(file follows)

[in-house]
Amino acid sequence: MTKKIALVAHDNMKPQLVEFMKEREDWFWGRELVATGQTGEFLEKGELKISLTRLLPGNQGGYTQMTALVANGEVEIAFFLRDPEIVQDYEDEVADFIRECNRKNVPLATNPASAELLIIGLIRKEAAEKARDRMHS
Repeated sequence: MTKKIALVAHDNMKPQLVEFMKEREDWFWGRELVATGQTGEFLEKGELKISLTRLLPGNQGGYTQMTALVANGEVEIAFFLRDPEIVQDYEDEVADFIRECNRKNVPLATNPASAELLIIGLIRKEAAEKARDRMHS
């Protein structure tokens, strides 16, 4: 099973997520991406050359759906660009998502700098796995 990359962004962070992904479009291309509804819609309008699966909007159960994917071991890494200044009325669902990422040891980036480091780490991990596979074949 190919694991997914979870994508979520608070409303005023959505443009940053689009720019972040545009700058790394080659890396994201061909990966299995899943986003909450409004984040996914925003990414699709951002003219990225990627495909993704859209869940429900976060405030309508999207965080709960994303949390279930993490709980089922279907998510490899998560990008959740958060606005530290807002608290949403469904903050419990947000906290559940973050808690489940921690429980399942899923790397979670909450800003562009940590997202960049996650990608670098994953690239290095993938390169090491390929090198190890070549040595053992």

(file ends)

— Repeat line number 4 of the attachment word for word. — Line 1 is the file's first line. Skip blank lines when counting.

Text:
């Protein structure tokens, strides 16, 4: 099973997520991406050359759906660009998502700098796995 990359962004962070992904479009291309509804819609309008699966909007159960994917071991890494200044009325669902990422040891980036480091780490991990596979074949 190919694991997914979870994508979520608070409303005023959505443009940053689009720019972040545009700058790394080659890396994201061909990966299995899943986003909450409004984040996914925003990414699709951002003219990225990627495909993704859209869940429900976060405030309508999207965080709960994303949390279930993490709980089922279907998510490899998560990008959740958060606005530290807002608290949403469904903050419990947000906290559940973050808690489940921690429980399942899923790397979670909450800003562009940590997202960049996650990608670098994953690239290095993938390169090491390929090198190890070549040595053992």